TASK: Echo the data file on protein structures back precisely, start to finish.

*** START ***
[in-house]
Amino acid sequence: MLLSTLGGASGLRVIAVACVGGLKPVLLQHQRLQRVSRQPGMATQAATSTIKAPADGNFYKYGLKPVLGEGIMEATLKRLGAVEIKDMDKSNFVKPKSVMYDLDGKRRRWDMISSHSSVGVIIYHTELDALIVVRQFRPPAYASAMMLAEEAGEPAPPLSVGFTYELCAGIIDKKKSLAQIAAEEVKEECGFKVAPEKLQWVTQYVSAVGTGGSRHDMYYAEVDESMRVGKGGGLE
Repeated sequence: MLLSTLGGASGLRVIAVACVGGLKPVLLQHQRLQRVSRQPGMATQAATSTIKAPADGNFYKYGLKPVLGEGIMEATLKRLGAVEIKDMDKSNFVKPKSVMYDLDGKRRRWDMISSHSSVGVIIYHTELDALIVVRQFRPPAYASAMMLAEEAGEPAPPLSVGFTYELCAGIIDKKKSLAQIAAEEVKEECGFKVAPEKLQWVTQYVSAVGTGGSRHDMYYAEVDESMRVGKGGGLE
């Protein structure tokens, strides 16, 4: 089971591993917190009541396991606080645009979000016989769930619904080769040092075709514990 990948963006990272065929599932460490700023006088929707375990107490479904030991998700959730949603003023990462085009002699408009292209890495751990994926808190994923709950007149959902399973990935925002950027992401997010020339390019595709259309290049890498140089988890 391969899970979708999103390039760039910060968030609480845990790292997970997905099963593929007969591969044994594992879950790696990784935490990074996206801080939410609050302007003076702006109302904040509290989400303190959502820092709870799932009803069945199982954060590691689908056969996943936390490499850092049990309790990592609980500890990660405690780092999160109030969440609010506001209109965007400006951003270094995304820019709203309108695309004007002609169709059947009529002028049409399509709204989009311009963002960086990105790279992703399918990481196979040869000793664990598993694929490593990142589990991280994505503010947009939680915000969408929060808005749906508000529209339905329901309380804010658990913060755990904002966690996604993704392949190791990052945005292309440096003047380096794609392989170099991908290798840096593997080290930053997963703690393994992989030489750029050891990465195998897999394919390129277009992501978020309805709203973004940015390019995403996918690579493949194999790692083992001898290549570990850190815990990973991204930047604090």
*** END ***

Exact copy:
[in-house]
Amino acid sequence: MLLSTLGGASGLRVIAVACVGGLKPVLLQHQRLQRVSRQPGMATQAATSTIKAPADGNFYKYGLKPVLGEGIMEATLKRLGAVEIKDMDKSNFVKPKSVMYDLDGKRRRWDMISSHSSVGVIIYHTELDALIVVRQFRPPAYASAMMLAEEAGEPAPPLSVGFTYELCAGIIDKKKSLAQIAAEEVKEECGFKVAPEKLQWVTQYVSAVGTGGSRHDMYYAEVDESMRVGKGGGLE
Repeated sequence: MLLSTLGGASGLRVIAVACVGGLKPVLLQHQRLQRVSRQPGMATQAATSTIKAPADGNFYKYGLKPVLGEGIMEATLKRLGAVEIKDMDKSNFVKPKSVMYDLDGKRRRWDMISSHSSVGVIIYHTELDALIVVRQFRPPAYASAMMLAEEAGEPAPPLSVGFTYELCAGIIDKKKSLAQIAAEEVKEECGFKVAPEKLQWVTQYVSAVGTGGSRHDMYYAEVDESMRVGKGGGLE
């Protein structure tokens, strides 16, 4: 089971591993917190009541396991606080645009979000016989769930619904080769040092075709514990 990948963006990272065929599932460490700023006088929707375990107490479904030991998700959730949603003023990462085009002699408009292209890495751990994926808190994923709950007149959902399973990935925002950027992401997010020339390019595709259309290049890498140089988890 391969899970979708999103390039760039910060968030609480845990790292997970997905099963593929007969591969044994594992879950790696990784935490990074996206801080939410609050302007003076702006109302904040509290989400303190959502820092709870799932009803069945199982954060590691689908056969996943936390490499850092049990309790990592609980500890990660405690780092999160109030969440609010506001209109965007400006951003270094995304820019709203309108695309004007002609169709059947009529002028049409399509709204989009311009963002960086990105790279992703399918990481196979040869000793664990598993694929490593990142589990991280994505503010947009939680915000969408929060808005749906508000529209339905329901309380804010658990913060755990904002966690996604993704392949190791990052945005292309440096003047380096794609392989170099991908290798840096593997080290930053997963703690393994992989030489750029050891990465195998897999394919390129277009992501978020309805709203973004940015390019995403996918690579493949194999790692083992001898290549570990850190815990990973991204930047604090």